, AndyC wrote

@W3bbo: I'm not convinced you could meaningfully explain the properties of security groups using a venn diagram anyway, it'd just get too complex. And trying to do it hierarchically is pointless, because security groups don't follow a strict hierarchy in their behaviours.

I still don't understand what the OP is trying to accomplish. If someone asked me to describe Windows security in an AD environment I'd just use simple bullet-points:

  • A "User" is an identity that exists within the system that provides a context for doing something. You run Winword under the "Chris" User account so it has access to Chris' files. Windows services run under the "SYSTEM" identity and has root access.
  • Actions happen under a User's credentials after it has been authenticated - which happens either locally on your machine, or against a central server, which is why you can log-on to any computer in the office (because they share the the same central authentication server) but you can't use your home computer's login details on our computers.
  • "Objects" - such as your files and folders in the filesystem, or protected company services (CertSrv?) have an "Access Control List" which simply say "this user A can do x, and this user B can do y, but not z" and so on. If an object exists in a hierarchy (folders, registry keys, OUs, etc) then often that object's ACL is inherited by its children, unless a child explicitly defines a new ACL.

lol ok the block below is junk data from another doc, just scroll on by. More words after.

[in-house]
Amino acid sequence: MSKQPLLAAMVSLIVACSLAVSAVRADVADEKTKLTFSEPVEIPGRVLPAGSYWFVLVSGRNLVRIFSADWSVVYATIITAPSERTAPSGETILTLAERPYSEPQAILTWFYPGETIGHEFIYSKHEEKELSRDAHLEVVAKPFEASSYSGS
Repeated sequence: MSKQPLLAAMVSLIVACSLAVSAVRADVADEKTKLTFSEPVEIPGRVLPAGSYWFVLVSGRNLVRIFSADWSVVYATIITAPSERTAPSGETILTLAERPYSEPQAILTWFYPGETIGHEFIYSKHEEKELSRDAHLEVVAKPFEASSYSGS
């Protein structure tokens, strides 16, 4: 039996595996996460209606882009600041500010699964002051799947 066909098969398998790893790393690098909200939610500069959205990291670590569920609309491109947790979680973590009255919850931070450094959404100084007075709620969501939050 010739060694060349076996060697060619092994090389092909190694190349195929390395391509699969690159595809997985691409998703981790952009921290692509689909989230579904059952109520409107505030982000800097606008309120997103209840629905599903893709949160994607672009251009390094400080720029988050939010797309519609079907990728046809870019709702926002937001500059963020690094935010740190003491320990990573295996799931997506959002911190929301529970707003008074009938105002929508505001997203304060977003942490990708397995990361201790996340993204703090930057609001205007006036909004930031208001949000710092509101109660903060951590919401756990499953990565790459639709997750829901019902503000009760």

• Users themselves can be organised into Groups, which are collections of users and groups (it's type-recursive) - this simplifies Access Control Lists, so rather than adding every 'Employee' User to a shared folder's ACL, instead there would be a group called "Employees" and that entire group is added to the ACL.
  • Trust relationships are for when different organisations want to allow other users access to their systems (and vice-versa).

That's pretty much it - I don't understand how this could be modelled as a "chain" or how security "flows" at all.